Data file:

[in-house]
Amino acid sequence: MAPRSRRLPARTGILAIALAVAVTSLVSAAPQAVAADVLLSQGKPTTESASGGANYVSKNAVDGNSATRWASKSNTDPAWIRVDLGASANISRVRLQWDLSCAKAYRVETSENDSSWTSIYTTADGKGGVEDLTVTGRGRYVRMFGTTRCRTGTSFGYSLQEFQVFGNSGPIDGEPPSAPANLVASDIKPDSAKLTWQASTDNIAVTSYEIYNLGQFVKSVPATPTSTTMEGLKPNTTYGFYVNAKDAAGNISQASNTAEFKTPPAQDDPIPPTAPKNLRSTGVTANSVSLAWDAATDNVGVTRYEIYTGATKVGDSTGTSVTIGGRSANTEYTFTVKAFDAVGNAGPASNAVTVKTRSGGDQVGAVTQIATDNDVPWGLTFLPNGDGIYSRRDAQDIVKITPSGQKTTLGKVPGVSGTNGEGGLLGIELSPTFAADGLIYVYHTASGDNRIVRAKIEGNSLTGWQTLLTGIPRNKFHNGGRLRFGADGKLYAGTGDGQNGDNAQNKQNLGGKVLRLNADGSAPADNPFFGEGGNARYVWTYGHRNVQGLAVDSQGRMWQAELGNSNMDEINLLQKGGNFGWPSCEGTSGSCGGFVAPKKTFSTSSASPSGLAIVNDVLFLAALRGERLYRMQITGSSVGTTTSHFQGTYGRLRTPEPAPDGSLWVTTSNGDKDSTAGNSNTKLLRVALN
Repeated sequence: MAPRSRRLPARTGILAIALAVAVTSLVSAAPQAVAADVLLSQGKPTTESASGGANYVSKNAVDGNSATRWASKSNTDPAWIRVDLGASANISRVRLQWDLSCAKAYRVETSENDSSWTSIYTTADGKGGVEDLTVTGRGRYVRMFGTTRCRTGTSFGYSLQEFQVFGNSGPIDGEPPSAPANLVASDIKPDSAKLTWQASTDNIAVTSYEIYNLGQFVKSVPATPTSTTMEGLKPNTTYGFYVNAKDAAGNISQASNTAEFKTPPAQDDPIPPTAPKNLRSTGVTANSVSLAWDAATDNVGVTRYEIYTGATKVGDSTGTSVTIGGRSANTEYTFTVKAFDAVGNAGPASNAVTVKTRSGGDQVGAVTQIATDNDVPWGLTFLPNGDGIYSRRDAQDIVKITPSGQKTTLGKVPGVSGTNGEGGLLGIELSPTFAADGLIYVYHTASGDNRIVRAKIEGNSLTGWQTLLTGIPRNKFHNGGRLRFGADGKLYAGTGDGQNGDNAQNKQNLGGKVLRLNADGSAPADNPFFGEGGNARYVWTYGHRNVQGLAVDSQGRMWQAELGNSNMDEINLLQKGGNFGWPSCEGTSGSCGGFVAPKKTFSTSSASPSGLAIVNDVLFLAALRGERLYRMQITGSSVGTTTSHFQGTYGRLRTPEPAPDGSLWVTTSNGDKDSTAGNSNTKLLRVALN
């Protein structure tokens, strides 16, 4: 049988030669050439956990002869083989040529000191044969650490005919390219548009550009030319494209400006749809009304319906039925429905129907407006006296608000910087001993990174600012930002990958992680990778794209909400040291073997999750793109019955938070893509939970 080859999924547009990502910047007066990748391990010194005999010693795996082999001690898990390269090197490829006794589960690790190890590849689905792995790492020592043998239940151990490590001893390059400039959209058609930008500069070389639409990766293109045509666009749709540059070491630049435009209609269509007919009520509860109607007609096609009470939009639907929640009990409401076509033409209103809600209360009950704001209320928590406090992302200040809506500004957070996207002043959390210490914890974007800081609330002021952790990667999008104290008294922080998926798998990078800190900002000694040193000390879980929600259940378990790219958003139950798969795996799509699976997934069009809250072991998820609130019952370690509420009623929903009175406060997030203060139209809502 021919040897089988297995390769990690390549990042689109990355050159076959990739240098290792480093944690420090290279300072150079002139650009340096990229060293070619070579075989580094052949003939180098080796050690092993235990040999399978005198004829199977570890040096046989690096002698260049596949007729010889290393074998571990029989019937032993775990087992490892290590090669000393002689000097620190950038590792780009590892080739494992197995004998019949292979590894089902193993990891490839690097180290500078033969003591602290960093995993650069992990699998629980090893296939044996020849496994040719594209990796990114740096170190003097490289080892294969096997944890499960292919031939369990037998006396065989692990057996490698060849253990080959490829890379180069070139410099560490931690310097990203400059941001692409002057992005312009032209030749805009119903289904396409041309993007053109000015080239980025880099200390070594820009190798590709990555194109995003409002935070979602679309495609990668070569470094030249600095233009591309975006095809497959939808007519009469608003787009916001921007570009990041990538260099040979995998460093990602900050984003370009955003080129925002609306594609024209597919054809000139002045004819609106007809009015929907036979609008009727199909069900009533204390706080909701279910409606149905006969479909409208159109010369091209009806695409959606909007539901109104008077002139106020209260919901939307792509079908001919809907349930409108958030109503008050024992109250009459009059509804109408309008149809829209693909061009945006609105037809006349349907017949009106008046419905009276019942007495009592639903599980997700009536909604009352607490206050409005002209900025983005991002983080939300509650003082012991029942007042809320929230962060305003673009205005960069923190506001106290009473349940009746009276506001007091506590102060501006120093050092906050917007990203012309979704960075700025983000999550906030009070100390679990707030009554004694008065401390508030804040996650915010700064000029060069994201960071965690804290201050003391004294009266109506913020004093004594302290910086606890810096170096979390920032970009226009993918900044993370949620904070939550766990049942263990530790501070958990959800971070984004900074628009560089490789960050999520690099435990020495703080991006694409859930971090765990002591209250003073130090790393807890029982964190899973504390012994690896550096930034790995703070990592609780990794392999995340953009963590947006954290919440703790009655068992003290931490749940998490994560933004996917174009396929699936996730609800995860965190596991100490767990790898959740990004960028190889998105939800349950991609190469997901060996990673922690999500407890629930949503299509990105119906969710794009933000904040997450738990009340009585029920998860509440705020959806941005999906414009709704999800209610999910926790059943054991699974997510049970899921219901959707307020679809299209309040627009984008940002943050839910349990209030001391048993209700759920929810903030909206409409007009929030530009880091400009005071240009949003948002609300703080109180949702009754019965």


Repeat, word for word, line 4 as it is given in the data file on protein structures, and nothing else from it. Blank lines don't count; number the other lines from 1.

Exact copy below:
């Protein structure tokens, strides 16, 4: 049988030669050439956990002869083989040529000191044969650490005919390219548009550009030319494209400006749809009304319906039925429905129907407006006296608000910087001993990174600012930002990958992680990778794209909400040291073997999750793109019955938070893509939970 080859999924547009990502910047007066990748391990010194005999010693795996082999001690898990390269090197490829006794589960690790190890590849689905792995790492020592043998239940151990490590001893390059400039959209058609930008500069070389639409990766293109045509666009749709540059070491630049435009209609269509007919009520509860109607007609096609009470939009639907929640009990409401076509033409209103809600209360009950704001209320928590406090992302200040809506500004957070996207002043959390210490914890974007800081609330002021952790990667999008104290008294922080998926798998990078800190900002000694040193000390879980929600259940378990790219958003139950798969795996799509699976997934069009809250072991998820609130019952370690509420009623929903009175406060997030203060139209809502 021919040897089988297995390769990690390549990042689109990355050159076959990739240098290792480093944690420090290279300072150079002139650009340096990229060293070619070579075989580094052949003939180098080796050690092993235990040999399978005198004829199977570890040096046989690096002698260049596949007729010889290393074998571990029989019937032993775990087992490892290590090669000393002689000097620190950038590792780009590892080739494992197995004998019949292979590894089902193993990891490839690097180290500078033969003591602290960093995993650069992990699998629980090893296939044996020849496994040719594209990796990114740096170190003097490289080892294969096997944890499960292919031939369990037998006396065989692990057996490698060849253990080959490829890379180069070139410099560490931690310097990203400059941001692409002057992005312009032209030749805009119903289904396409041309993007053109000015080239980025880099200390070594820009190798590709990555194109995003409002935070979602679309495609990668070569470094030249600095233009591309975006095809497959939808007519009469608003787009916001921007570009990041990538260099040979995998460093990602900050984003370009955003080129925002609306594609024209597919054809000139002045004819609106007809009015929907036979609008009727199909069900009533204390706080909701279910409606149905006969479909409208159109010369091209009806695409959606909007539901109104008077002139106020209260919901939307792509079908001919809907349930409108958030109503008050024992109250009459009059509804109408309008149809829209693909061009945006609105037809006349349907017949009106008046419905009276019942007495009592639903599980997700009536909604009352607490206050409005002209900025983005991002983080939300509650003082012991029942007042809320929230962060305003673009205005960069923190506001106290009473349940009746009276506001007091506590102060501006120093050092906050917007990203012309979704960075700025983000999550906030009070100390679990707030009554004694008065401390508030804040996650915010700064000029060069994201960071965690804290201050003391004294009266109506913020004093004594302290910086606890810096170096979390920032970009226009993918900044993370949620904070939550766990049942263990530790501070958990959800971070984004900074628009560089490789960050999520690099435990020495703080991006694409859930971090765990002591209250003073130090790393807890029982964190899973504390012994690896550096930034790995703070990592609780990794392999995340953009963590947006954290919440703790009655068992003290931490749940998490994560933004996917174009396929699936996730609800995860965190596991100490767990790898959740990004960028190889998105939800349950991609190469997901060996990673922690999500407890629930949503299509990105119906969710794009933000904040997450738990009340009585029920998860509440705020959806941005999906414009709704999800209610999910926790059943054991699974997510049970899921219901959707307020679809299209309040627009984008940002943050839910349990209030001391048993209700759920929810903030909206409409007009929030530009880091400009005071240009949003948002609300703080109180949702009754019965």